The döner kebab, the currywurst – invented by a Charlottenburg street vendor in 1949 – and the Berliner doughnut made famous by President Kennedy are all synonymous with the city, and can be bought from restaurants and street food vendors around town. Here is our critics’ selection of where to find the finest specimens – as well as the best in traditional German dishes such as schnitzel and sauerkraut.
This rowdy beer garden has been doing Berliners a brisk service since 1852, and lies across the courtyard from an old ballroom of the same name, attracting a noisy crowd. The enthusiastic beer-swilling, big wooden tables and platefuls of Bratwurst and Bretzeln (pretzels) can almost make you feel like you’ve been teleported down south to Munich. There’s an indoor bar with a traditional German restaurant but in summer you want to join the all-day buzz outdoors with a house-brewed Pils in the shade. Brunch is served from 10am-4pm on Saturdays and Sundays.
There were originally 14 covered municipal markets opened in the late 19th century to replace the traditional outdoor varieties and increase hygiene standards. Most disappeared and this listed building was going to be sold to developers in 2009 when a trio of local residents decided to launch a campaign to save it. A few years later, the Markthalle reopened to much fanfare, with stalls serving up beautiful heritage vegetables and locally sourced meats. It’s also home to the excellent Heidenpeters microbrewery, with its changing selection of hoppy pale ales, and the traditional Sironi bakery from Milan. Closely aligned with the Slow Food movement, they host regular themed events like Cheese Berlin, which sells a multitude of artisan European cheeses, as well as the popular Street Food Thursday evenings (Thursdays 5pm-10pm).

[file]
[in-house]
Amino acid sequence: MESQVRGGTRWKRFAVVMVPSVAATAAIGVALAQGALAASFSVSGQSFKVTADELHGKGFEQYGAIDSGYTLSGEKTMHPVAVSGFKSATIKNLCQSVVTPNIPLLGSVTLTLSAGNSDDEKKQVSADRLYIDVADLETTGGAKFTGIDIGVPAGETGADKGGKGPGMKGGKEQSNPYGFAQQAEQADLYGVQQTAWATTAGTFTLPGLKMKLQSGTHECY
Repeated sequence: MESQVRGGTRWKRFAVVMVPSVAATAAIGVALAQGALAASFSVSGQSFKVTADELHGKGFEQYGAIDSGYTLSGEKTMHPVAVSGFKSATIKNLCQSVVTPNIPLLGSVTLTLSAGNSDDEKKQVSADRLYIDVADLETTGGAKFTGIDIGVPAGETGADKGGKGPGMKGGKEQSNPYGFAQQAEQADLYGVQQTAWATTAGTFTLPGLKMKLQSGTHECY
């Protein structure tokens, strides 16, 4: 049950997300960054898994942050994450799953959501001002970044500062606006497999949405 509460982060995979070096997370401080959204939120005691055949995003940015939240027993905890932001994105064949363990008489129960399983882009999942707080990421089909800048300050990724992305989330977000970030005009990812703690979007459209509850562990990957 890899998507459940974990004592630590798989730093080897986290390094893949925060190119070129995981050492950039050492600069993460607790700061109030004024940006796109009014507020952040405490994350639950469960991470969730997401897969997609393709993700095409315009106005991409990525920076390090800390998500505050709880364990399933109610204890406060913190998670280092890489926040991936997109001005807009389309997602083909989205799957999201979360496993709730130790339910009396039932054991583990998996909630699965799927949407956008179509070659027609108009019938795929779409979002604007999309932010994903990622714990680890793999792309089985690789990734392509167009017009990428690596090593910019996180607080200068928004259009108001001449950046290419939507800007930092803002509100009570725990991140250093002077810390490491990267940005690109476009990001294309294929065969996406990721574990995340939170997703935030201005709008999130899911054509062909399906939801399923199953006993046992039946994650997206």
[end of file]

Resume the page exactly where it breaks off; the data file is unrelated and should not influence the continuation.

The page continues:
A trip to Berlin isn’t complete without sampling the city’s most popular fast food – the Döner kebab. As legend has it, in 1971 one Kadir Nurman decided to adapt the traditional Iskender-style kebab from north-western Turkey to more local tastes by putting it in a toasted flatbread with some fresh salad and sauce. Cheap, portable and filling, the Döner caught on massively and the industry is today worth some €2.5 billion a year. Naturally some of the best places can be found in the Turkish areas of Berlin, of which Imren Grill is in the lead. Their outlet on Boppstrasse, close to Kottbusser Damm has a big bare-bones dining room, popular with families; there are plenty of lunch specials including baked fish with stew and rice, but first thing’s first: order the classic dönerim brot (kebab in toasted bread), with its stuffing of lamb grilled in neck fat, fresh salad, sesame sauce and chilli flakes. Goods in hand, you might want to join the suited elderly gentlemen at the park in front, who congregate to put the world to rights over cups of sweet black tea.